There's More Than Enough Grain, Says Brussels

EU - European Union officials have reiterated there is "more than enough" grain in Europe.
calendar icon 6 September 2010
clock icon 4 minute read

But at this week's agriculture management committee meeting, Spain called for intervention stocks to be released.

And Ireland and several other member countries asked for a decrease on import duties on sorghum, as an alternative source of animal feed in light of the current market volatility.

European Commission officials say recent volatility on global markets highlights the importance of maintaining agricultural production in Europe and the need for future CAP reform to address volatility "as it is becoming more common and frequent".

European Commission department of agriculture officials say the Commission is "conceptually against" the extension of Russia's export ban on grain and flour until next year's crop is harvested, announced by prime minister Vladimir Putin this week.

Russia's move will contribute to driving world market prices upwards, say Brussels officials.

But Prime Minister Putin said, "We can only review lifting the ban on grain exports after the next year's crop is harvested and we have clarity on the balances." He said many Russian producers had started to stockpile grain rather than sell it.

Following the worst drought in 50 years, this year's Russian harvest will be 60-65m tonnes, significantly less than the original forecast of 97m tonnes. Domestic production has to reach between 85-90m tonnes next year to ensure adequate domestic supplies.

World wheat crops are sufficient to meet projected demand but continued uncertainty about the size of the Black Sea harvest will stifle world consumption.

The recent spike in wheat prices has caused projected use of wheat for animal feed to be revised downwards for the European Union and Asia.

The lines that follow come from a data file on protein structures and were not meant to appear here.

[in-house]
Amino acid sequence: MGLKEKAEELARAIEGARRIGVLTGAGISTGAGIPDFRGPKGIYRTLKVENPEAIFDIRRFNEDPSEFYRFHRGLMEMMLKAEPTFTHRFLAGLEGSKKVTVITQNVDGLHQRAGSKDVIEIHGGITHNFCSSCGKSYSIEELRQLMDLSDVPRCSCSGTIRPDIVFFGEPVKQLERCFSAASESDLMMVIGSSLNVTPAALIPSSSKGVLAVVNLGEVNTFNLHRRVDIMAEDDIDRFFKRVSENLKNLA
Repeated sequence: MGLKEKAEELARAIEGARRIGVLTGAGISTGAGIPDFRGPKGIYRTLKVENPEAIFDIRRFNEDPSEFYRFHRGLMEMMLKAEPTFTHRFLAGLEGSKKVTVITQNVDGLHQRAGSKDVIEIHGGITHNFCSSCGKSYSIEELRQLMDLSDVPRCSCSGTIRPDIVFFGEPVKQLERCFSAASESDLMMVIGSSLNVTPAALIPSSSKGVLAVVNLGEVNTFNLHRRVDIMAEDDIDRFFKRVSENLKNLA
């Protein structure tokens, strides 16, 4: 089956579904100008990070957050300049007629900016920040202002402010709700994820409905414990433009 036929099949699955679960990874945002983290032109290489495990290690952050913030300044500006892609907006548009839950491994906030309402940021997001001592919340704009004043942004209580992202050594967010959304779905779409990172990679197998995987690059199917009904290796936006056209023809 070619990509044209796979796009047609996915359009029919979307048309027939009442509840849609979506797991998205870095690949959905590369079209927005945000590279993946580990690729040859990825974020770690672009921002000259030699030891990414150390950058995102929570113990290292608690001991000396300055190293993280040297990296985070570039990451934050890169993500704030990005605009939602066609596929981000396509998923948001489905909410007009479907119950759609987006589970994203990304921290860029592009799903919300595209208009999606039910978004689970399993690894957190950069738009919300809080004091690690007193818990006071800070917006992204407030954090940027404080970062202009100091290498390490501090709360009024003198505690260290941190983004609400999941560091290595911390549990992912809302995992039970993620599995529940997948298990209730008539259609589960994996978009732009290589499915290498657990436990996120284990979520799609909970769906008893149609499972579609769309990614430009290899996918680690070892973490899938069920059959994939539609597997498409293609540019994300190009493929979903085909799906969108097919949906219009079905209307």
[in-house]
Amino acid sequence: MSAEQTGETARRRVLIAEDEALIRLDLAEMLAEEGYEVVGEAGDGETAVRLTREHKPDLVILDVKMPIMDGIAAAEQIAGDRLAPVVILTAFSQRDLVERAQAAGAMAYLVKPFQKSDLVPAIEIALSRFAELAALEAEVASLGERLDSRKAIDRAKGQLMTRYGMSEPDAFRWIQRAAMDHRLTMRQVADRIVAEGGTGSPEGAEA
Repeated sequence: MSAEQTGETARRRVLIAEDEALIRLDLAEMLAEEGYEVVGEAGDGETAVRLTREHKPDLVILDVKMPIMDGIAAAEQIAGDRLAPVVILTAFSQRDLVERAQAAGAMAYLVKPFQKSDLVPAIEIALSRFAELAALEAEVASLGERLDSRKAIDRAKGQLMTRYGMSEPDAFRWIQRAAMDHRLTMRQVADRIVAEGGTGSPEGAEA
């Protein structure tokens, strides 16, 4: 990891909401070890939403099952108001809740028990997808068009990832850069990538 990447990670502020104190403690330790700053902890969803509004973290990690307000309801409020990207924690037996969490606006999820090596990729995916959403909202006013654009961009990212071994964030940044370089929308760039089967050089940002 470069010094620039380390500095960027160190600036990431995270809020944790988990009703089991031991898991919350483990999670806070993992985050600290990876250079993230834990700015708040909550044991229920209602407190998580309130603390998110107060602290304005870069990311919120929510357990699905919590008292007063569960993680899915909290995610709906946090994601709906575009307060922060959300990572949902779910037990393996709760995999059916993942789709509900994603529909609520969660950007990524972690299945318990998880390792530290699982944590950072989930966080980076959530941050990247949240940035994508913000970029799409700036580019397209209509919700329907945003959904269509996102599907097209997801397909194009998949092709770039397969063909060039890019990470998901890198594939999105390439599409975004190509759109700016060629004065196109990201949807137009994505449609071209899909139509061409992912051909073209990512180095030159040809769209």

But this downturn will be outweighed by increased demand from Russia, which has limited supplies of alternative feed ingredients for its livestock herds.

Overall, steep increases in world wheat export prices have lowered prospects for global trade by 3.4m tonnes.

The sharp fall in Black Sea region exports will see a marked shift in trade flows, with United States exports in particular placed much higher than before, reports the International Grains Council.

European Union cereal production will be 275-277m tonnes this year, according to Brussels.

Once imports and public and private stocks are taken into account, total availability should reach 340m tonnes. This comfortably exceeds the 280m tonnes required for total use.

The European Commission has promised to monitor the market closely, but has no plans to release cereal stocks from public intervention.

Although there have been sharp falls in Black Sea production, it is now clear that United States and European growers have filled the gap.

United States weekly export sales recently hit a 16-year high, according to the London-based inter-governmental organisation, the International Grains Council.

The European Commission department of agriculture says a clearer picture of the overall market situation will emerge once maize is harvested in October.

The forecast for world cereal production in 2010 has been lowered by 41m tonnes to 2,238m tonnes from 2,279m tonnes reported in June.

However, even at this lower level, world cereal output in 2010 will be the third highest on record and above the five-year average.

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